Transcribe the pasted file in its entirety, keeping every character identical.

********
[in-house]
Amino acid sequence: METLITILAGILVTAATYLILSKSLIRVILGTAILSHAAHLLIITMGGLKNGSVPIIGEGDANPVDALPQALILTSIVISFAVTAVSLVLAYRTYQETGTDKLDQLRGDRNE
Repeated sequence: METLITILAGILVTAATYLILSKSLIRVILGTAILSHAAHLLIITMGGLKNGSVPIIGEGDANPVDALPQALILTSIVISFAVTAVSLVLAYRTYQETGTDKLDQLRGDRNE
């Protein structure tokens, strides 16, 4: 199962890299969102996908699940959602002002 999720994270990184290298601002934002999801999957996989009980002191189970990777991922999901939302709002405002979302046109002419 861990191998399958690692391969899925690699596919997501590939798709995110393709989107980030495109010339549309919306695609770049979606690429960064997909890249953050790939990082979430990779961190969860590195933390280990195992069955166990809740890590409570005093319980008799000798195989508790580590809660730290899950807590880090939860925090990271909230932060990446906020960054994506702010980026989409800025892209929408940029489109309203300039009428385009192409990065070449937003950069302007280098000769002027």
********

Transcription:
[in-house]
Amino acid sequence: METLITILAGILVTAATYLILSKSLIRVILGTAILSHAAHLLIITMGGLKNGSVPIIGEGDANPVDALPQALILTSIVISFAVTAVSLVLAYRTYQETGTDKLDQLRGDRNE
Repeated sequence: METLITILAGILVTAATYLILSKSLIRVILGTAILSHAAHLLIITMGGLKNGSVPIIGEGDANPVDALPQALILTSIVISFAVTAVSLVLAYRTYQETGTDKLDQLRGDRNE
């Protein structure tokens, strides 16, 4: 199962890299969102996908699940959602002002 999720994270990184290298601002934002999801999957996989009980002191189970990777991922999901939302709002405002979302046109002419 861990191998399958690692391969899925690699596919997501590939798709995110393709989107980030495109010339549309919306695609770049979606690429960064997909890249953050790939990082979430990779961190969860590195933390280990195992069955166990809740890590409570005093319980008799000798195989508790580590809660730290899950807590880090939860925090990271909230932060990446906020960054994506702010980026989409800025892209929408940029489109309203300039009428385009192409990065070449937003950069302007280098000769002027």